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May 26, 2010

"Jesus Christ, Capital Defendant"

The title of this post is the headline given to this new commentary by Professor Mark Osler now up at the Huffington Post.  The full piece is a worthwhile read for anyone interested in either Jesus Christ or capital punishment, and these portions extends the piece's criminal justice insights beyond just the death penalty context:

The witnesses against Jesus conflicted and weren't credible, so the prosecutors searched for more who might tell a better story. In contemporary prosecution, this is akin to the search for defendants who will cooperate and testify credibly in exchange for a good plea deal, a process that sometimes skews justice.  Have you ever wondered why that servant girl found Peter in the courtyard and asked if he knew Jesus?  To a prosecutor, the answer is easy -- she had been sent to find additional witnesses to bolster the case.

Or take even one seemingly farcical part of Christ's trial, at its conclusion.  We are told that the prosecutor, Caiaphus, was frustrated with these conflicting witnesses and ripped his shirt, yelling, "Crucify him!" Sadly, that is a physical manifestation of an emotion most prosecutors will feel at one time or another.  There can arise within prosecutors (even within me, at times) a strong belief that the defendant is guilty and dangerous even when the evidence has failed to prove that true, leading to an indescribable frustration.  It is in these moments that prosecutors most often stretch, argue unfairly, or twist facts in an effort to bend the jury's will to what the prosecutor believes fervently to be true.  It is this passion that too often creates injustice in our own day, as in Christ's.

None of these echoes of Christ's journey in our modern system, of course, is in itself an overwhelming argument against the death penalty.  Nor is any bit of that story more of a condemnation of capital punishment than the fact that Christ came upon a legal execution and told the executioners that they did not have the moral authority to continue the killing (in John 8, the stoning of the adultress).  Still, I do think that there is something powerful in simply considering Christ as a criminal defendant.  That subtle change in perspective can change worlds.  No, Christ was no murderer. He was the opposite of the venal criminals who largely populate death rows.  Yet, it is at Christ's invitation that we visit him when we visit those in prison, and I would imagine that there is no exception for death row.  If it was God who wrote the story of Jesus as a criminal defendant, then it was God who told us that how we treat criminal defendants is important, and we need to heed that message even when it runs against our most fervent urge towards retribution and finality.

May 26, 2010 at 09:54 AM | Permalink

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Comments

If Mr. Christ had had a federal public defender, Mr. Christ would have been acquitted, and the this world would be a much better place; I'm not so sure about the world to come.

Posted by: anon13 | May 26, 2010 12:07:54 PM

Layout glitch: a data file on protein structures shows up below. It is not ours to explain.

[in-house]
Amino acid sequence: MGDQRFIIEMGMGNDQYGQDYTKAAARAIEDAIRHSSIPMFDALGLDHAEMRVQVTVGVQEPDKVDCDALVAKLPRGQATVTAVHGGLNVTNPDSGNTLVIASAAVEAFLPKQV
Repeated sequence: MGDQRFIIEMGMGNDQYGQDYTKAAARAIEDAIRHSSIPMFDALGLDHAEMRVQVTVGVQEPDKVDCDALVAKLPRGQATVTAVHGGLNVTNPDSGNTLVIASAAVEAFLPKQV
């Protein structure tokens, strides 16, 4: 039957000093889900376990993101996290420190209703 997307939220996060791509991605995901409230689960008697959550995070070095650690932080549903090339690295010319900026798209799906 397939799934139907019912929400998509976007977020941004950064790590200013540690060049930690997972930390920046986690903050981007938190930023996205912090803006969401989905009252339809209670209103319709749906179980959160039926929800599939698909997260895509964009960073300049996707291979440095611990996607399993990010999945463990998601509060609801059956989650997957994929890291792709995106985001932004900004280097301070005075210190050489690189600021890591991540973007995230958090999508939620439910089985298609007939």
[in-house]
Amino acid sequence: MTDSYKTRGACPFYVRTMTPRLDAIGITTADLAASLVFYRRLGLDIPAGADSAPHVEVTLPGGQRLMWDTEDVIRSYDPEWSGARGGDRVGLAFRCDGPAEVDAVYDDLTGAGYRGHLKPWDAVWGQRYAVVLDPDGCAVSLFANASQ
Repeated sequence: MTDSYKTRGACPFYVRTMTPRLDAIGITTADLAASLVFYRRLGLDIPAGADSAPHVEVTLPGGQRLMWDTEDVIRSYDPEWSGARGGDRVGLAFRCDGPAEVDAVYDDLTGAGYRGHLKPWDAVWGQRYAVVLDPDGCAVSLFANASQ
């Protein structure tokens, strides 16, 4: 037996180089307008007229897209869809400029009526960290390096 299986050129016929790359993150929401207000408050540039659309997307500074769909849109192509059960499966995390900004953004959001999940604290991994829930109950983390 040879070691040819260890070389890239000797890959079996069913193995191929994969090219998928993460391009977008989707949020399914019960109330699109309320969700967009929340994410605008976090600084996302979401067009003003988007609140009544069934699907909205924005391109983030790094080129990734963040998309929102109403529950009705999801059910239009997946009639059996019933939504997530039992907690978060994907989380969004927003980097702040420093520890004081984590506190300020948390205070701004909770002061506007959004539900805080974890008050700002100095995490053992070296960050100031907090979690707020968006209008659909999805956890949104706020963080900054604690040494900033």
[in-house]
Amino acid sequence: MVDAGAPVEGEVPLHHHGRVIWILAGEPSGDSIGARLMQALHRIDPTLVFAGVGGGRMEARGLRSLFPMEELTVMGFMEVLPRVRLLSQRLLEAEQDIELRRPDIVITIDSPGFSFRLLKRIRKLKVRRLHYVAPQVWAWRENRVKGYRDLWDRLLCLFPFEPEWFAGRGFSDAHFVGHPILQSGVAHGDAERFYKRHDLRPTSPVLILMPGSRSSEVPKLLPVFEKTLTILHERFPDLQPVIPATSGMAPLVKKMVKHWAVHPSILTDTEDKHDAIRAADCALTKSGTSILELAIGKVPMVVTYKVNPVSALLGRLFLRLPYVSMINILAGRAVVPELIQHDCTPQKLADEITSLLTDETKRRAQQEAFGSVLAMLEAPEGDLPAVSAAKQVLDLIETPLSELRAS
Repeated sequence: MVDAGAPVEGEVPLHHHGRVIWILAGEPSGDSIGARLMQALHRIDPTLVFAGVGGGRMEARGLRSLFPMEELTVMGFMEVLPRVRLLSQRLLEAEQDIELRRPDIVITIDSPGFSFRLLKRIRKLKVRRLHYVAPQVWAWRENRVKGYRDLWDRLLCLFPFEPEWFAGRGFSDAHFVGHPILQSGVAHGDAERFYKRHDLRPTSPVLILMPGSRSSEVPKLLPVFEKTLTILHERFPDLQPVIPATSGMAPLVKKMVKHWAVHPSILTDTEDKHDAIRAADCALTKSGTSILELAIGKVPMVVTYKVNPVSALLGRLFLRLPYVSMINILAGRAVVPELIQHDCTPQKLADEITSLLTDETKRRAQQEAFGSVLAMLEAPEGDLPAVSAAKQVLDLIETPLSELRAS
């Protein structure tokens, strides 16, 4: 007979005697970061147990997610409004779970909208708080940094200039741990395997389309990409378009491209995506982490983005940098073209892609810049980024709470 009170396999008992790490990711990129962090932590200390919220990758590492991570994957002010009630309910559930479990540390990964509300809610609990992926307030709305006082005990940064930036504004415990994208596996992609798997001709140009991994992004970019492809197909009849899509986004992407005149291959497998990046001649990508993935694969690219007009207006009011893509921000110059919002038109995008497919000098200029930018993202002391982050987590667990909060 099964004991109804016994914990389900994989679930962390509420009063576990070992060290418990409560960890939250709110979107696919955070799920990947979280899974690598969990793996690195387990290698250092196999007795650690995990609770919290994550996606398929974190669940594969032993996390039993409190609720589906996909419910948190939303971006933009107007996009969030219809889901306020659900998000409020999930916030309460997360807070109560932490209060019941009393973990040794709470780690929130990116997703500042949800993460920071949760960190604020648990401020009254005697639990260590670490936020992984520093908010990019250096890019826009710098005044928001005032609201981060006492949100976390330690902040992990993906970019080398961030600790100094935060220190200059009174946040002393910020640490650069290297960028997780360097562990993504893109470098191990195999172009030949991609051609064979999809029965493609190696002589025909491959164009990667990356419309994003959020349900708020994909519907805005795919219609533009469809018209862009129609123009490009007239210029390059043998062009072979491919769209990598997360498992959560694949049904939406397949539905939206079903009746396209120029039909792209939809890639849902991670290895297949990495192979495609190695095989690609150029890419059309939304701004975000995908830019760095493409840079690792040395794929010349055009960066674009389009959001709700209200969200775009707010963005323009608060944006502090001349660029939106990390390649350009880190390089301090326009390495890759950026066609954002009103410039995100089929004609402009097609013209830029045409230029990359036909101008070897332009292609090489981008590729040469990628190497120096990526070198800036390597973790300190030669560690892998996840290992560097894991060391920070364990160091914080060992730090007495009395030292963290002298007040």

"Still, I do think that there is something powerful in simply considering Christ as a criminal defendant."

Yes, if you portray as a criminal defendant someone who has not broken any law a modern, democratic, secular state has or would have, the world can be made to look oppressive indeed. Such are the uses of fantasy. (Admittedly, most fantasies are more mundane, like, "I didn't mean to shoot him, I just meant to scare him," while knocking over the liquor store).

Sure enough, if, like Mr. Osler, you make up your own story, you can write your own conclusion, plus a lot of faux "illuminating" scenes along the way. The only thing different about Osler's is that it enlists a Christian meme to bludgeon opponents into silence. When this same tactic is used by right-wing evangelists, it gets called out right quick. Somehow I don't think that's going to happen here.

I have a different suggestion: Let's see if there's "something powerful" about "considering" Timothy McVeigh as a criminal defendant.

Oh wait! We don't have to use our imaginations! We can actually base our "considering" ON FACT! Lan' sakes alive.

Posted by: Bill Otis | May 26, 2010 12:50:52 PM

I know Prof. Osler is a good friend here. However, what a knucklehead, believing us to be children willing to buy a fairy tale. He is using a mythical character. He is placing him in a modern situation. And he is peddling his opposition to the death penalty in a misleading way, comparing us to the Roman Empire.

Here is what this misleading professor is not telling us about the lawyer profession. Reason has a specific technical meaning in Scholasticism. Why not have other words than reasonable as central to the lawyer, mainstream, average, intelligent, common sense, what my wise grandmother would do, useful, clever, etc.? The reason? Reason is the human ability to perceive God. The intellect is misled by the seven deadly sins, greed, sloth, etc. The best guide to making moral decisions is not the intellect. One must rely on the New Testament. And St. Thomas Aquinas trained Henry of Bracton, whose case book describes the case of today. The New Testament is the story of Jesus. Therefore, reasonable, means according to the New Testament, and the reasonable person, who must remain fictional to stay "objective," is Jesus Christ.

Posted by: Supremacy Claus | May 26, 2010 6:32:46 PM

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